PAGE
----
Commentary: Give business a chance

Kerry Knudsen
Kerry Knudsen

As it turned out, 2014 was a very good year for Canada’s secondary wood-products sector. Manu­facturers are amazingly positive following the U.S. housing crash and steep financial slide of the last decade, but stock markets were up, Canadian building permits were at record levels (at least, at press time) and the U.S. housing market was recovering. In fact, just about every indicator you can imagine was trumpeting a full recovery. The secondary wood sector in Canada is riding along. Please see the survey report on pages 26 and 27.

On the marketing side, there is a battle being waged in North American between what the Supreme Courts of both Canada and the U.S. call “commercial speech” and “individual speech.” Magazine editorial is legally considered individual speech, under the assumptions that the media is independent. Following the consolidation of media during the last 30 years, that is not actually a safe assumption.

Both courts have ruled there is a limited right to commercial speech, but several economic and political bodies have run with the idea, prompting smaller, less experienced parties to follow, creating a stampede of followers wanting to be the next Mark Zuckerberg.

However, the issue is commercial control of expression versus independent reporting. If you are interested, you can google “commercial speech Supreme Court Canada” and read some briefs. Wood Industry is a proponent of an independent press, even if we are just a small magazine for the wood sector in the frozen North. Wood Industry’s mission statement is, “to advance the interests of the secondary wood-products industry in Canada.” We have been doing that for 17 years, and we ask only our readers for advice about what to cover. This is the driver behind our November Survey issue.

I thought it was interesting that the American people this month sent a very clear message to Washington, and I think the White House response is concerning. For example, I heard President Obama the day after the election say he heard the one-third of voters that brought in the Republican wave, but that he also heard the two-thirds that did not vote. This is the same guy five years ago that told the Republicans, “Elections have consequences.”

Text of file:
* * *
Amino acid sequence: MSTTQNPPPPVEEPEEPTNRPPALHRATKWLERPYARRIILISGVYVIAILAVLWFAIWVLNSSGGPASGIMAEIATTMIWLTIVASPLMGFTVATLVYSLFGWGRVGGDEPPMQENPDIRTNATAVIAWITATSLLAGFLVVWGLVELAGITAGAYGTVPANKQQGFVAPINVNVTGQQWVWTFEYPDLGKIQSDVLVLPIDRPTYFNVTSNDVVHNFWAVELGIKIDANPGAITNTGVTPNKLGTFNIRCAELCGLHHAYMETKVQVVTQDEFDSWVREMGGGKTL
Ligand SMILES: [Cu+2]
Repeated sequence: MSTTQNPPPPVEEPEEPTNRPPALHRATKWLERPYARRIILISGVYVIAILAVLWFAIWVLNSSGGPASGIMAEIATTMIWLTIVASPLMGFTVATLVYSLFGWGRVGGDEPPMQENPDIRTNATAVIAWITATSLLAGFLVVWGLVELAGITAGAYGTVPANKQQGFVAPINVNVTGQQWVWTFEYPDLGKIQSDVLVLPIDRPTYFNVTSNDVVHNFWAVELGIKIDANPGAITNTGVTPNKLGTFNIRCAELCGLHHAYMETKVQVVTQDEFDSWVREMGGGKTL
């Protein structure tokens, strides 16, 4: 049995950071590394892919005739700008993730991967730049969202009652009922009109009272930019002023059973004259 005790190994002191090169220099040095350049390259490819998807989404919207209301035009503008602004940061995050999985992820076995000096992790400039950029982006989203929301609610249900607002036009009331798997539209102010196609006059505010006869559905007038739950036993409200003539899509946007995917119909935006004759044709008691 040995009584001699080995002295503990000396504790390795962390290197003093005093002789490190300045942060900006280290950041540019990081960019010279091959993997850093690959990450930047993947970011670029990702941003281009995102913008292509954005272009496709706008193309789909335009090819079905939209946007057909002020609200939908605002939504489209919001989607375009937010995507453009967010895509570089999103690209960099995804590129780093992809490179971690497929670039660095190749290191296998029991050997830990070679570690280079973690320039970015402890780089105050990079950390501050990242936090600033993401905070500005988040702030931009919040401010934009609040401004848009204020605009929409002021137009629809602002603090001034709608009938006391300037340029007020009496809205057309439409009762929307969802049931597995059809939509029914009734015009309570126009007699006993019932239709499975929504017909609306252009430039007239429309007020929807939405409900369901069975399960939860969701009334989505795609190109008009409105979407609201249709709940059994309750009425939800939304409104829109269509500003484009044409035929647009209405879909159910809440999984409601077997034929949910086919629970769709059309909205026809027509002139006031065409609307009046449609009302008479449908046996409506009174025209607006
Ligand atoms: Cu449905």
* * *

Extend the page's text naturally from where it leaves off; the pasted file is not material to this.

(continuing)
If I can gauge the stated intentions of the current president, he seems to be a champion of the worker and the poor. Great stuff. However, the proof is in the pudding, they say. The Republicans have a litany of issues with Obama’s performance, so we don’t have to list them. Black youth unemployment, for example, appears to have increased.

One of our biggest limitations as an industry of largely family businesses in Canada is that of finding employees. One obvious bar to finding those employees is money. If you could offer a starting wage of $40, you could find employees. But you can’t. You might find a few at $30, and some at $20, but when you get down to a feasible wage for entry level, the pickings are few.

The question that presents itself, then, is how either employees or business are assisted if the government steps in, says you pay too little and you must start all new employees at $40? The fact is, many of you would go out of business. Not as many would close up with a minimum wage of $30, a few would go out of business at $20, and at $14, some start-ups cannot yet afford to hire any workers, even if they can find them.

I am not taking a position, here. I can see both sides. We have a better lifestyle here than in the States, or so the surveys say. On the other hand, I personally worked jobs below minimum wage back in the ‘60s, and believe it helped get me started and they were the only jobs I could get at that time and place.
The point is not pro- or anti-minimum wage. It’s that I agree with Obama on one point: elections have consequences, so politics is an important target every day for discussion, and we did not even mention foreign policy.


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